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UN warns of Syria polio outbreak after cluster of cases reported

A cluster of potential cases came to light in recent weeks. It comes as efforts continue to stage a peace conference aimed at resolving the ongoing conflict.

A girl receives a dose of oral polio vaccine at a health centre in Damascus
A girl receives a dose of oral polio vaccine at a health centre in Damascus
Image: UNICEF/Halabi

THE UNITED NATIONS Health Agency (WHO) says it has received reports of a polio outbreak in the war-torn country in recent weeks.

The organisation received reports on 17 October of a cluster of what’s termed ‘acute flaccid paralysis (AFP)’ cases, indicating a sudden onset of the disease.

Syria is already considered at high-risk for this and other vaccine-preventable diseases, but has not experienced a case of polio since 1999.

According to WHO, the Syrian Ministry of Health has confirmed it’s treating the outbreak as a cluster of “hot” AFP cases, pending final laboratory confirmation.

Initial results from a polio laboratory in Damascus indicate that two of the cases, detected earlier this month in Deir Al Zour province, could be positive, but final results are being awaited from a WHO lab.

The Ministry said an alert had been issued for the region to actively search for additional potential cases.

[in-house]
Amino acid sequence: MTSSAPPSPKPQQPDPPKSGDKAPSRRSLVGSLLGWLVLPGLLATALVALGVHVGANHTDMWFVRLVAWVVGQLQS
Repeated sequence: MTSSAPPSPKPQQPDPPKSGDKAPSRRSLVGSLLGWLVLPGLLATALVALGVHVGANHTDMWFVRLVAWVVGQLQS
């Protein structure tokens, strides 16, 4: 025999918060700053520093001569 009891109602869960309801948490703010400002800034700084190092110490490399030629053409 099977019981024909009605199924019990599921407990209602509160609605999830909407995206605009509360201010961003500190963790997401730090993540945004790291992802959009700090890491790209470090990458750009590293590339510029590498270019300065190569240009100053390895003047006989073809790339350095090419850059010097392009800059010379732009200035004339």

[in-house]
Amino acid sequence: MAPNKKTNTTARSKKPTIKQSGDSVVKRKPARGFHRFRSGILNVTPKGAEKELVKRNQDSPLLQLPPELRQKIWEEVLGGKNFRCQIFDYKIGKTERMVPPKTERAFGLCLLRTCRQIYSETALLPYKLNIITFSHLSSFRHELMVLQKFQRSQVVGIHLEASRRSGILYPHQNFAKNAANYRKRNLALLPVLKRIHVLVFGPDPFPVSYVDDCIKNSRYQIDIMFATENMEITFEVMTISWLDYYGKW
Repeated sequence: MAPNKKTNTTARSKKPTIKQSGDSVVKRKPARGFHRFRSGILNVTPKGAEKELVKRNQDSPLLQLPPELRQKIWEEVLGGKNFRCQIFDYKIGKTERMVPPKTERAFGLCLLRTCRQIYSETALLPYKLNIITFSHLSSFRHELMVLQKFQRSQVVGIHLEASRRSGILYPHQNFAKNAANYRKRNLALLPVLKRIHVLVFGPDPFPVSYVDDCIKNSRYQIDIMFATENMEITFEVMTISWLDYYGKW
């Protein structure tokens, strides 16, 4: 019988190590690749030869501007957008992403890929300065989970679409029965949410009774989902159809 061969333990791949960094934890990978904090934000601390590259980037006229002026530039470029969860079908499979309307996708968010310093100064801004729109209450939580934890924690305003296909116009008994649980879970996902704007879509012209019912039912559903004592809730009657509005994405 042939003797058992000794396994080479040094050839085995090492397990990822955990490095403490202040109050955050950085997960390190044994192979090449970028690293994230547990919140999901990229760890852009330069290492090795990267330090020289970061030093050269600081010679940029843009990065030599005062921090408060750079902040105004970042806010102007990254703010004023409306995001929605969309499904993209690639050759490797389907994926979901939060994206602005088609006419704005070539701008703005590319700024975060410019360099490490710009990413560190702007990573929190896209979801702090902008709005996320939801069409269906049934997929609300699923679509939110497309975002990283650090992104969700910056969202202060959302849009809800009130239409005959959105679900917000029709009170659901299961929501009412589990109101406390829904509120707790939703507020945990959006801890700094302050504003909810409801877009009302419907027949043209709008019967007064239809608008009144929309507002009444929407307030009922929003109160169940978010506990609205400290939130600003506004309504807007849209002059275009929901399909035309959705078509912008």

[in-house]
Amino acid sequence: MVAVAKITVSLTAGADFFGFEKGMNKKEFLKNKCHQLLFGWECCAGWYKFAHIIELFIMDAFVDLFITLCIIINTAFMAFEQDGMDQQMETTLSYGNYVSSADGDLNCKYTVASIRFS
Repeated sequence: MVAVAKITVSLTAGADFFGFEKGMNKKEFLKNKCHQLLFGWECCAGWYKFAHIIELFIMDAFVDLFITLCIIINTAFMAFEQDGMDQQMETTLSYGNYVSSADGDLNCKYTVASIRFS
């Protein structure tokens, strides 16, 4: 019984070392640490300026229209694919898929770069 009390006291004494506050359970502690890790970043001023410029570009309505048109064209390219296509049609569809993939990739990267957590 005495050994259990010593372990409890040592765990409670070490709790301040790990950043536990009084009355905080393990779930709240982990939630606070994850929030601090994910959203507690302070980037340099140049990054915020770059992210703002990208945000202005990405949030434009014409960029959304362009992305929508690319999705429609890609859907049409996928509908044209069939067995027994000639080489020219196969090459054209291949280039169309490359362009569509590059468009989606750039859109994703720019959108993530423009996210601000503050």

Geneva

Meanwhile, Syrian President Bashar al-Assad has dealt a blow to efforts for a peace conference on the ongoing conflict, saying the time is not ripe. It comes as Western and Arab powers prepare to meet today with the Syrian opposition.

“No time has been set, and the factors are not yet in place if we want [the Geneva peace conference] to succeed,” Assad told a Lebanon-based TV channel.

In the lengthy interview, Assad also said he was willing to run for re-election in 2014 — in remarks that came soon after US Secretary of State John Kerry said that if he were to win, Syria’s civil war would be extended.

Kerry said after talks with Arab League officials in Paris such a scenario would never be accepted by the international community.

“He has bombed and gassed people in his country… How can that man claim to rule under any legitimacy in the future?”

Kerry’s comments came before Tuesday’s meeting in London, which groups the so-called ‘London 11′, the core group of the ‘Friends of Syria’ that consists of Britain, Egypt, France, Germany, Italy, Jordan, Qatar, Saudi Arabia, Turkey, the United Arab Emirates and the United States, together with opposition leaders.

The meeting hopes to persuade the fractured opposition to have a “united position” for the planned Geneva conference next month, British Foreign Secretary William Hague said ahead of the talks.

Additional reporting by AFP.

Read: Syrian’s told they can eat dogs, cats and donkeys >

Read: More than 30 dead in Syria after ‘explosives-laden truck’ blown up by suicide bomber >

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